Running SQL Server in a Docker container has been possible for quite a while now. Very shortly after it was announced that SQL Server 2017 could run on Linux, Docker images were available on the Docker repository. The speed and convenience of being able to have a running SQL Server instance in seconds is a huge productivity saver. Installing and managing SQL Server on a development workstation has never been an attractive prospect. It is time consuming, installs tons of dependencies that are not removed even if you uninstall SQL Server, and can drain resources even when it’s not in use. Managing the database is often a drag on contemporary development practices.
But, having SQL Server in Docker isn’t really enough. Even after having the instance available, it is still often an onerous process to deploy the database. What I need is the ability to spin up one or more databases with the same ease as deploying an instance of my service. ‘Dockerizing’ my database projects has had an immediate impact on my work efficiency due to the ease in being able to create on demand database instances with the most recent version of the code, unattended, in a matter of minutes. Best of all, the image can be automagically registered in my company’s Docker Trusted Repository (DTR) so that anyone can include the image in, say,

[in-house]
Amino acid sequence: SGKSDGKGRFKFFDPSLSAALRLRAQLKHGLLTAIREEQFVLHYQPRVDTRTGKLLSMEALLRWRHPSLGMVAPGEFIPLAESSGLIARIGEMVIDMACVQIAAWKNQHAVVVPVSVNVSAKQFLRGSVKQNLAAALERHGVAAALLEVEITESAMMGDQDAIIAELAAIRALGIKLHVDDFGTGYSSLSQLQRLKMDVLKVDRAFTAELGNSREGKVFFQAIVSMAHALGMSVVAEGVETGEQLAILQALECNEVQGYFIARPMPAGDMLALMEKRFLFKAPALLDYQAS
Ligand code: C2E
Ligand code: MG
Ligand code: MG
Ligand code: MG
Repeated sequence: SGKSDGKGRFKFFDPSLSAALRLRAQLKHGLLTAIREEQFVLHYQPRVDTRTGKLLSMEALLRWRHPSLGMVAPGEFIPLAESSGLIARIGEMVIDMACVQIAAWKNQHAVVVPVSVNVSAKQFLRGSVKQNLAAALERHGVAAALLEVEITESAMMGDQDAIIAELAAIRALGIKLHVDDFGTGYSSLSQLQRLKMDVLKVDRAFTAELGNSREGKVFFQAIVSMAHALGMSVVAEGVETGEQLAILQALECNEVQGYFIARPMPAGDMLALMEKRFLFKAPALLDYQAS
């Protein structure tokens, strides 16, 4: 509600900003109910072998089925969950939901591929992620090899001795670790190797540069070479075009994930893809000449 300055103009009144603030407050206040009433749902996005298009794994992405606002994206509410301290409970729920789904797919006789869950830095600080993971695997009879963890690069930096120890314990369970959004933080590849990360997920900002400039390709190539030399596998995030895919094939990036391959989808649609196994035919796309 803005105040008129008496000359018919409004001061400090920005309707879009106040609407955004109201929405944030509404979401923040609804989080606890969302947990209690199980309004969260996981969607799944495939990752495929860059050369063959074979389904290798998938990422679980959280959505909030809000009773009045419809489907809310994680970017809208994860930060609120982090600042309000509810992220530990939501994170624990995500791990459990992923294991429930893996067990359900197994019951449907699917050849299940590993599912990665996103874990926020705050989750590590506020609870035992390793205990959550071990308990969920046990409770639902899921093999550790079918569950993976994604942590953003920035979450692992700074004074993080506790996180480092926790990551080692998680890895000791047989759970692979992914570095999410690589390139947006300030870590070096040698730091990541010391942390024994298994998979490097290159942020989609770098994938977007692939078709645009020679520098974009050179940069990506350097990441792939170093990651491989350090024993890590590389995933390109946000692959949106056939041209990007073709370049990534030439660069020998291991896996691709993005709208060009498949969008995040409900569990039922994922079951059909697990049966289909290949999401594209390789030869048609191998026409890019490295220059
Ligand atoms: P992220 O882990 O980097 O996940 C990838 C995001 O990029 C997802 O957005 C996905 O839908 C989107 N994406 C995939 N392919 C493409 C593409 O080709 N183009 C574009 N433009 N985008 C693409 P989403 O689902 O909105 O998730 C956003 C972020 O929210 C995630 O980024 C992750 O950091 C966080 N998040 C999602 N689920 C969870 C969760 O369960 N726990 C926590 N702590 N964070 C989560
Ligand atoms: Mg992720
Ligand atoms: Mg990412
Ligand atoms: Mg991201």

docker-compose for their own purposes.
Fortunately, by leveraging the capabilities of the Data-Tier Application and related DacFx framework it is possible to include one or more databases in the SQL Server container. The path to the Data-Tier Application is through SQL Server Data Tools within Visual Studio. A tutorial on using SSDT for SQL Server database projects is beyond the scope of this post. However, here, here, or here are some places to start.
Once you have your database project created (which is possible using an existing database), you’re ready to start.
Now, let’s create a Dockerfile in the project folder. Start with the Microsoft base image.
The default product for the image is ‘Developer,’ the free single-user edition of SQL Server Enterprise. If used properly there is no cost for this edition, but make sure you understand the license so you stay in compliance. Next, set the required environment variables for SQL Server.
ENV ACCEPT_EULA=Y ENV SA_PASSWORD=<strong_password>
Yes, the SA password is set in plain text in the Dockerfile, which is typically committed to version control. For development activities this is probably fine (just don’t use a REAL password), but if you are intending on utilizing the image as part of a production deployment of your service, it is most certainly not. It is possible to externalize the secret to an environment file or pass the value through